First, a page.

Levi’s launches online chatbot offering style advice

Levi’s has launched an online virtual stylist chatbot to help shoppers make decisions around clothing fit and style.

The jeanswear brand says the service – which is available on its website and Facebook Messenger – combines the fashion knowledge of its in-store staff and artificial intelligence.

First available to customers last Thursday, the chatbot poses questions such as “How would you like your jeans to fit through your hips and thighs?”, which helps the company to understand specific shopper preferences on leg shape, rise and stretch. It then integrates sizing information from tech provider TrueFit to offer personalised recommendations.

Consumers will also be able to crowdsource their shopping decisions using a “share” function that lets them send product options to their friends who can vote for their favourite items and comment on products.

Image recognition technology is utilised in Levi’s “See It Styled” function to generate a gallery of user-generated photos that showcase how other Levi’s customers have styled their clothing.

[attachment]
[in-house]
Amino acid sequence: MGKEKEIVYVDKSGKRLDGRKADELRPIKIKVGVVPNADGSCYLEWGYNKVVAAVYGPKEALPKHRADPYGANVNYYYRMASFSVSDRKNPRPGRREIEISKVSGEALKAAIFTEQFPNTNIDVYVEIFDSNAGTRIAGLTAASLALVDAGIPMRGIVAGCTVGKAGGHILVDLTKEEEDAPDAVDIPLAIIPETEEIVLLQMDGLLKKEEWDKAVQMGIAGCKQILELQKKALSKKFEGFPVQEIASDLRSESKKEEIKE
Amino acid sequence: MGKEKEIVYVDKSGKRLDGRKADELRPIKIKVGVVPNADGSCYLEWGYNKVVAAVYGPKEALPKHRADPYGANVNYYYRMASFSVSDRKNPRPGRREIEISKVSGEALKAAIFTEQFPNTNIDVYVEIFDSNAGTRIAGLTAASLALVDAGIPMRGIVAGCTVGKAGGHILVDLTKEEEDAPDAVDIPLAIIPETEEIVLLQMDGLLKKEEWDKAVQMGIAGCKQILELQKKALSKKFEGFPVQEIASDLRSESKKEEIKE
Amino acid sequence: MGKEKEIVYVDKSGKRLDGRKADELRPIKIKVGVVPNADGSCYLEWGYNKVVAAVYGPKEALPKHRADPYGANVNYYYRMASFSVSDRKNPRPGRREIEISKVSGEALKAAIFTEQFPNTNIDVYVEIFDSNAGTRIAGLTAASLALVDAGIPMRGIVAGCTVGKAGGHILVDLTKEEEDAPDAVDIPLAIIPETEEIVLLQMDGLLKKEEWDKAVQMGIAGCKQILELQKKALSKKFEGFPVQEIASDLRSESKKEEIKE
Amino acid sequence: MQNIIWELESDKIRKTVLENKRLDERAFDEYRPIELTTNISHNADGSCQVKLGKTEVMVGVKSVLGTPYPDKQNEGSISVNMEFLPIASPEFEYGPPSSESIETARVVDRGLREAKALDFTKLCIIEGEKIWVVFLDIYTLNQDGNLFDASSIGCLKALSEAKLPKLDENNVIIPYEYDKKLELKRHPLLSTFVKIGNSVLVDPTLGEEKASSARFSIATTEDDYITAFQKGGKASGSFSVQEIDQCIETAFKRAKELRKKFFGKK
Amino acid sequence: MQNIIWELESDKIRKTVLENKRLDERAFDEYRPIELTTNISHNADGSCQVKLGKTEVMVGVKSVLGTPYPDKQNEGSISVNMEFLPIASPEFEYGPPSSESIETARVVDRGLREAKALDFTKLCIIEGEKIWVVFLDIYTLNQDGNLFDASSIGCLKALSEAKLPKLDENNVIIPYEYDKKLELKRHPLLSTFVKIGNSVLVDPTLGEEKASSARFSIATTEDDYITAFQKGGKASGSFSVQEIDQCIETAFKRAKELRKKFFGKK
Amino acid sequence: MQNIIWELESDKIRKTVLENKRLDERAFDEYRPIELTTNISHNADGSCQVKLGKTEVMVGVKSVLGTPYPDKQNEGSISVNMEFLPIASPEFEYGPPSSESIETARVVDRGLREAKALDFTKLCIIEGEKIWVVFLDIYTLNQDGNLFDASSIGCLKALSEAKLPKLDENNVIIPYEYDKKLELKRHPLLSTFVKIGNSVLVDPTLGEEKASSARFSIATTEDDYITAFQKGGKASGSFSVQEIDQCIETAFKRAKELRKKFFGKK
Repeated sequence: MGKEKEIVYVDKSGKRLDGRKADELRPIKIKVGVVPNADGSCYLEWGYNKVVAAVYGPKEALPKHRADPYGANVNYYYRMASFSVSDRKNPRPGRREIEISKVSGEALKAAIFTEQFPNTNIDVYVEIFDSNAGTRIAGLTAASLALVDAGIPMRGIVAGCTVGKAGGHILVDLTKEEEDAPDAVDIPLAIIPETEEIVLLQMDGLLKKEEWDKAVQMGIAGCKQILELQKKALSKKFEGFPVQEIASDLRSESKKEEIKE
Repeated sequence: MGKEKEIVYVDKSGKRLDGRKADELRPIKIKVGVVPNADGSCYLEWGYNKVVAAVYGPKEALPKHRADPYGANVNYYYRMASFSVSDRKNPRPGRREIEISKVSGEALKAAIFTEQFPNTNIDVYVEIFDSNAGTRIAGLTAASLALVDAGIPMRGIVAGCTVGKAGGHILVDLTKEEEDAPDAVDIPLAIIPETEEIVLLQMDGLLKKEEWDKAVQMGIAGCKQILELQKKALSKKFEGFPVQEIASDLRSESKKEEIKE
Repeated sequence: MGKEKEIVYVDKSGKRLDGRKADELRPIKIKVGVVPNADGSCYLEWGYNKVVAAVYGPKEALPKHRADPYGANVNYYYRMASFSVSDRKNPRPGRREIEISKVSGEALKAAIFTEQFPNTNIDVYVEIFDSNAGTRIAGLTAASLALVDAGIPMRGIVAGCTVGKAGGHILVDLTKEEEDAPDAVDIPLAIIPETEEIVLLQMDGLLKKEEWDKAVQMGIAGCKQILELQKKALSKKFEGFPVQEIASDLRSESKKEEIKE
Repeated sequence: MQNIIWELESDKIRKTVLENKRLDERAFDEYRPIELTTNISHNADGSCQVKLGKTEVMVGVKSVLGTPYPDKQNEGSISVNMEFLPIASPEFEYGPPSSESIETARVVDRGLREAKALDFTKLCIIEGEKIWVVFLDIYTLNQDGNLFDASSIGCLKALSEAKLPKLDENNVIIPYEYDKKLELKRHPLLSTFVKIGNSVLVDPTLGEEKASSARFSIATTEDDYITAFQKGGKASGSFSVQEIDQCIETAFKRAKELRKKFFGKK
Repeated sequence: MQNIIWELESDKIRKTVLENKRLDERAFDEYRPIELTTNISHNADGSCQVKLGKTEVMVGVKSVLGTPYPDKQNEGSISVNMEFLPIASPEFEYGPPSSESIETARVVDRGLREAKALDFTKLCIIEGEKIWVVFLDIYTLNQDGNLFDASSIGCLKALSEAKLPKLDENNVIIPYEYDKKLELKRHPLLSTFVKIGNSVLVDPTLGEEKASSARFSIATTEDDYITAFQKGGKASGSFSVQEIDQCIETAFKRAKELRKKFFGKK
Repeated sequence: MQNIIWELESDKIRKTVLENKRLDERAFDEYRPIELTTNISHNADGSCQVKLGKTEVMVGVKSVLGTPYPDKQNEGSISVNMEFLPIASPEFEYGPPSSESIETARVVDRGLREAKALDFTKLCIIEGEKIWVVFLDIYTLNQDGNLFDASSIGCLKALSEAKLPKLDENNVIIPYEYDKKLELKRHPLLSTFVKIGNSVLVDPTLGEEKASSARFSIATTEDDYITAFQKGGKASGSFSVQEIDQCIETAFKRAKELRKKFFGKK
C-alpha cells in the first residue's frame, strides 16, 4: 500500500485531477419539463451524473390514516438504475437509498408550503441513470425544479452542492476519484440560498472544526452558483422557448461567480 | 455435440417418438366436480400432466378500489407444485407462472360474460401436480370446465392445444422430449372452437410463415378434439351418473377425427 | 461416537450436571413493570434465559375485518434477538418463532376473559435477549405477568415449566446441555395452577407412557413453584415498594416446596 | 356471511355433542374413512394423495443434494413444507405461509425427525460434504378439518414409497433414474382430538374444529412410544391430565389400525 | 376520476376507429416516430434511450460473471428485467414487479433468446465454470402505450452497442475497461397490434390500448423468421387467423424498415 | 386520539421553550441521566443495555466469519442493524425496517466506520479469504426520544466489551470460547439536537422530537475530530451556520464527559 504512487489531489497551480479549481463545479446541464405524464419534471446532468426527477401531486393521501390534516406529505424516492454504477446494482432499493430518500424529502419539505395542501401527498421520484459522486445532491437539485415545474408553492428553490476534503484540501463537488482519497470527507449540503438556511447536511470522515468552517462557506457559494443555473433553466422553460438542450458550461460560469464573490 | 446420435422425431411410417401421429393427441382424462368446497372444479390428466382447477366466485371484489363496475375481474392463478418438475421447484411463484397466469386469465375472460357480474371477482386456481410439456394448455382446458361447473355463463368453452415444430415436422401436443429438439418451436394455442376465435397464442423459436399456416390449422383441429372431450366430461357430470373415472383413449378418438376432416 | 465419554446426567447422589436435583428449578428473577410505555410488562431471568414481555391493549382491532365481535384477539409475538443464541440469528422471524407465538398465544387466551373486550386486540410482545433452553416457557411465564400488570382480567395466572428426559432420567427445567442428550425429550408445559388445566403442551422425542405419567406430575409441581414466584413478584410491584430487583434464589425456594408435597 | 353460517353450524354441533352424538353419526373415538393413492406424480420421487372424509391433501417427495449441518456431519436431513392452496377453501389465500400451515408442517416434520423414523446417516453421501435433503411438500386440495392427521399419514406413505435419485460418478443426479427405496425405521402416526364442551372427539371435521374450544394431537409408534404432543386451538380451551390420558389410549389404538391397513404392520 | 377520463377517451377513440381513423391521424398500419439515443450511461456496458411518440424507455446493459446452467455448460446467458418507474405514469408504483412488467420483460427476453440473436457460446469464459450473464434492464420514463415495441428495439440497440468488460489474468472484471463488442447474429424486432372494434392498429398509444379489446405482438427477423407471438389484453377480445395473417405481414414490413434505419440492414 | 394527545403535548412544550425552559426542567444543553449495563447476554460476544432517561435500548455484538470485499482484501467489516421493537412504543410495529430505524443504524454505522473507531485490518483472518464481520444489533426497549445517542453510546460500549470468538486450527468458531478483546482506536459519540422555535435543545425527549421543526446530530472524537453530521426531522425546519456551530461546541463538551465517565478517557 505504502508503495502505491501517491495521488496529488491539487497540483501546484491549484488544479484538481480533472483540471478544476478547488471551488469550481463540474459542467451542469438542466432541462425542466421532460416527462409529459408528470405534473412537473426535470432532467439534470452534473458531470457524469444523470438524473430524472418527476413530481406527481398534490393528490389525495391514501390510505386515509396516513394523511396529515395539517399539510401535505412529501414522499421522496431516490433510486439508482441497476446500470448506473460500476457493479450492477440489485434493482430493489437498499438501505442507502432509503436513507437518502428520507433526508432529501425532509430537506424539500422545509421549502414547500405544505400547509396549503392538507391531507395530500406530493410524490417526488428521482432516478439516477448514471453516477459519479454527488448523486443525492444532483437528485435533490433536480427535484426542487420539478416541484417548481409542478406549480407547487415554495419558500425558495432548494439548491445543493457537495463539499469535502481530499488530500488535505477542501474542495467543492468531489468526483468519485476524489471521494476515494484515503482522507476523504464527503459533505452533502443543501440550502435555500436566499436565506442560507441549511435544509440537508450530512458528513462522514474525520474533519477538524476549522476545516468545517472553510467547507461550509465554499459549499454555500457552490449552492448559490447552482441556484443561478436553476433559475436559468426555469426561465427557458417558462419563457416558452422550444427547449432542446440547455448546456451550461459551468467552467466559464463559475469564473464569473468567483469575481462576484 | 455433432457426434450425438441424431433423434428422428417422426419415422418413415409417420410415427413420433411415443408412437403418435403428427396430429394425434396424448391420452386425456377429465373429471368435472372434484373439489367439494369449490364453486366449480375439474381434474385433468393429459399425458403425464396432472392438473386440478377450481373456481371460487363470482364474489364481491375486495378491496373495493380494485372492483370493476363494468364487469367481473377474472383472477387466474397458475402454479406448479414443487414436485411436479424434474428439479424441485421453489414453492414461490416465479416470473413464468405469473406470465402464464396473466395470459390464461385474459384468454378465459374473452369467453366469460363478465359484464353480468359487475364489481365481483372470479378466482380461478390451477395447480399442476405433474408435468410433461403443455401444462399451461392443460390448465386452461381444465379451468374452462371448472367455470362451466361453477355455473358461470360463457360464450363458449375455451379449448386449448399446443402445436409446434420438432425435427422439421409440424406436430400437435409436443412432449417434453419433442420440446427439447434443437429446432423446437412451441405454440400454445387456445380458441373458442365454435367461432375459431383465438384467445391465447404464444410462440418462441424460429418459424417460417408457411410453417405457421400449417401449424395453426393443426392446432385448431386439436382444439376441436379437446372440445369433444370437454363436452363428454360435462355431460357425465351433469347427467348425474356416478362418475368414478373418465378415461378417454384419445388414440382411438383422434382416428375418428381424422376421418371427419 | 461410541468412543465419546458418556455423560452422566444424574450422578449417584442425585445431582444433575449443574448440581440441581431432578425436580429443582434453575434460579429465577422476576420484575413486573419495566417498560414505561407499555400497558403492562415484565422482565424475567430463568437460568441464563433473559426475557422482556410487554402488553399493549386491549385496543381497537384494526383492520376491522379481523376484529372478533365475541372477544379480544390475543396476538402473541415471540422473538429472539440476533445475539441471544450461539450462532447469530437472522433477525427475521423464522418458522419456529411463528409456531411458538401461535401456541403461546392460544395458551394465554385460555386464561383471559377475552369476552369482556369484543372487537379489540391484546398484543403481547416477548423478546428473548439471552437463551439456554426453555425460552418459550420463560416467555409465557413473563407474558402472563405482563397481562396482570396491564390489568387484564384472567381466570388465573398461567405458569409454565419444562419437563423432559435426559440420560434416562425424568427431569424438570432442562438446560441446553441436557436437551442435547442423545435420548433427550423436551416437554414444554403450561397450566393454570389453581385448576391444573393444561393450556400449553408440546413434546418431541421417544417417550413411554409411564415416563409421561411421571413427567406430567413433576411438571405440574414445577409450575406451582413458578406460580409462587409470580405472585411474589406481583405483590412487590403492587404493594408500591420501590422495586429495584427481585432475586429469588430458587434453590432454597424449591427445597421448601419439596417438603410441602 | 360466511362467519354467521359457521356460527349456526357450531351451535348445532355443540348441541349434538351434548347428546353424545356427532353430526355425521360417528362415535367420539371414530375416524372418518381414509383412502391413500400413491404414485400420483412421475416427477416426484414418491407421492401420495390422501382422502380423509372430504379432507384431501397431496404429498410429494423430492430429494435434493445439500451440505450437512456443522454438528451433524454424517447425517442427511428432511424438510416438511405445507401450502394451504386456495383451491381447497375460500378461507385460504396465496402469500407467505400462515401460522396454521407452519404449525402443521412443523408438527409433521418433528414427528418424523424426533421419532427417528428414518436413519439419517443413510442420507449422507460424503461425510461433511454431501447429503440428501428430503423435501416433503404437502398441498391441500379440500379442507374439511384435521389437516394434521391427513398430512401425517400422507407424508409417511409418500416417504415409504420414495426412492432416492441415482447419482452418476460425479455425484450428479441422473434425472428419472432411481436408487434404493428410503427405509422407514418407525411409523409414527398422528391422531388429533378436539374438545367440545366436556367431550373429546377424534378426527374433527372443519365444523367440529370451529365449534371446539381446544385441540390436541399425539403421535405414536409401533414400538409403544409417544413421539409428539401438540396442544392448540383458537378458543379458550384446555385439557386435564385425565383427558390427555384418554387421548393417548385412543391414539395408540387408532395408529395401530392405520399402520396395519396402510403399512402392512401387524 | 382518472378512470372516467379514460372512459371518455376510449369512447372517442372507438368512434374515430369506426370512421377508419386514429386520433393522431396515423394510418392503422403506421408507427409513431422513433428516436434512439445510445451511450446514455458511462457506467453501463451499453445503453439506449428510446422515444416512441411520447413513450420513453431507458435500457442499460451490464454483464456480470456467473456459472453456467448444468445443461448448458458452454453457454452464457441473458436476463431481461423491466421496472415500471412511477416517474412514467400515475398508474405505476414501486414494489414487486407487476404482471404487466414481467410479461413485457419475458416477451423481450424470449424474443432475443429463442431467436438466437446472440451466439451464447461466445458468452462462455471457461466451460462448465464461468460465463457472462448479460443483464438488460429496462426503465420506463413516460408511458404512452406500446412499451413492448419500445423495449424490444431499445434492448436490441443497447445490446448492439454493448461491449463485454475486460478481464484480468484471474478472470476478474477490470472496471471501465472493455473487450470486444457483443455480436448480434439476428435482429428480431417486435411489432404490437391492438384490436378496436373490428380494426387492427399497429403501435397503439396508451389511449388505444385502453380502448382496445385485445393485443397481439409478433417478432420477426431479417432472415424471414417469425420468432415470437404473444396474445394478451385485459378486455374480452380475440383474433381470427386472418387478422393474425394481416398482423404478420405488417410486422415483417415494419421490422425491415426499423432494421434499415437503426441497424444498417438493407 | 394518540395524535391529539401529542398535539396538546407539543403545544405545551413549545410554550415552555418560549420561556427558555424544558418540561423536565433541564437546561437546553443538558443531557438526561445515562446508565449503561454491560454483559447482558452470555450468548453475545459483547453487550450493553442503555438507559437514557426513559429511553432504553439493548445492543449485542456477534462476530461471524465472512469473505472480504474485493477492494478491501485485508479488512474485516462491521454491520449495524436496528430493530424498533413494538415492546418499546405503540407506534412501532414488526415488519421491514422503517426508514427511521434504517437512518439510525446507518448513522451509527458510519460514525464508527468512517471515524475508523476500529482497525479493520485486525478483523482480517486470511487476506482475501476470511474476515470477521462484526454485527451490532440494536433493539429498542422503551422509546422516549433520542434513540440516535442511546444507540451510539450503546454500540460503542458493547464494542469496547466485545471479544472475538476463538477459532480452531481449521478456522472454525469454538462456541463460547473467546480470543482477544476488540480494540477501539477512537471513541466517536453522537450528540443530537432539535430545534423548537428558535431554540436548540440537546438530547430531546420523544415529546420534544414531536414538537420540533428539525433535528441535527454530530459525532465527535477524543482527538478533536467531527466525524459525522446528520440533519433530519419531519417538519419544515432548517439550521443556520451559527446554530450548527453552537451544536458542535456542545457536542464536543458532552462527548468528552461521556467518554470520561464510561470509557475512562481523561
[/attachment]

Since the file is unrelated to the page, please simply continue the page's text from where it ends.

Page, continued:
Marc Rosen, executive vice president and president of global eCommerce at Levi’s, said: “We are on the leading edge of a challenge that all retail companies face today – how to create a seamless and personalised shopping experience for consumers, and new technologies like our virtual stylist are integral to that evolution.”

The chatbot is powered by mode.ai, and is part of a wider push to use innovative technologies to improve the Levi’s consumer shopping experience and drive the retailer’s sales.

Levi’s executive vice president and president of global retail, Carrie Ask, spoke at the National Retail Federation’s Big Show in New York earlier this year, highlighting how the fashion brand is using technology to improve inventory management, for example.

She said the company was working alongside Intel and various other partners to address inaccurate inventories – something she described as the company’s “Achilles Heel”.

In the past retailers could get away with out of stocks by offering alternative products, Ask noted, but today’s consumers have so much shopping choice that lack of shelf-level inventory can quickly turn them away to a competitor.

"Consumers don't have to settle anymore," she warned, as she emphasised the need to make very customer interaction count.